ISIS leader Abu Bakr al-Baghdadi is believed to have been killed in a US military strike
- Islamic State leader Abu Bakr al-Baghdadi was targeted in a strike by US Special Operations Forces in Syria on Saturday. and is believed to be dead, according to multiple reports.
- The ISIS leader is believed to have detonated a suicide vest as a U.S. special mission unit carried out a ground raid in the Idlib province in north-west Syria.
- Officials are waiting for confirmation of al-Baghdadi's death from biometric and DNA testing, reports said.
- US President Donald Trump hinted at the announcement last night, tweeting: "Something very big has just happened!"
- Trump is due to make an announcement early evening South African time.
Isis leader Abu Bakr al-Baghdadi is believed to have been killed in a US military strike in Syria yesterday, according to multiple reports citing US defence officials.
An official told the Associated Press that the Islamic State leader had been targeted in the north-west Syrian province of Idlib.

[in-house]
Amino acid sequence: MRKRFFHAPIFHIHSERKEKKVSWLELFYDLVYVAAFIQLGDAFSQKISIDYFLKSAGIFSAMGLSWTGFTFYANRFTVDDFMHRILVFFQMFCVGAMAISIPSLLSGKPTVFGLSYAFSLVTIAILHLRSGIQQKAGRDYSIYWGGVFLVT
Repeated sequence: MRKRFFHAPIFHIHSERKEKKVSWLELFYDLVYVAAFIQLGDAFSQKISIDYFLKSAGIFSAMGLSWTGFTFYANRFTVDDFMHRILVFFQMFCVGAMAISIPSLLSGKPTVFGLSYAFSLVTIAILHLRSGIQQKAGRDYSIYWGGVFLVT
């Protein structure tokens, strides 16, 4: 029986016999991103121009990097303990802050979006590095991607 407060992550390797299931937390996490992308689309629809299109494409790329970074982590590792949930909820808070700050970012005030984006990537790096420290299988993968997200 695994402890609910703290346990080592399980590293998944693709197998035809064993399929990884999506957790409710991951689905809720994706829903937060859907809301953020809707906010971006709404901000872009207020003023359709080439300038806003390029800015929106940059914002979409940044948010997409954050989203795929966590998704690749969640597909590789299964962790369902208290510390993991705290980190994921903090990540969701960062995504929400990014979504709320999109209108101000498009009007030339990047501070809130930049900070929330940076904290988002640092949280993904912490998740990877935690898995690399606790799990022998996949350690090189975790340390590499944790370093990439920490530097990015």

The official said they could not confirm whether the operation had been successful and did not provide any further details on the raid. Al-Baghdadi has previously been falsely reported to have been killed.
But three US officials told ABC News that the ISIS leader is believed to be dead.
Newsweek also reported that the US Defence Department told the White House it had "high confidence" that al-Baghdadi had been killed in the raid after detonating a suicide vest, citing a senior official who was familiar with the investigation.
The report said, however, that full verification was pending DNA and biometric testing.
The ground raid was carried out by US special operations forces after they received "actionable evidence," Newsweek said.
The White House has not confirmed whether the operation took place, but said last night that US President Donald Trump would make a "major statement" on Sunday morning.
"The President of the United States will be making a major statement tomorrow morning at 9 o'clock," said Hogan Gidley, the White House deputy press secretary. That is 6PM South African time.
Trump hinted at the announcement last night, tweeting: "Something very big has just happened!"
Al-Baghdadi has been in hiding for the last five years, becoming one of the world's most hunted individuals, with the United States has placed a $25 million bounty – around R375 million – on his head in 2016.
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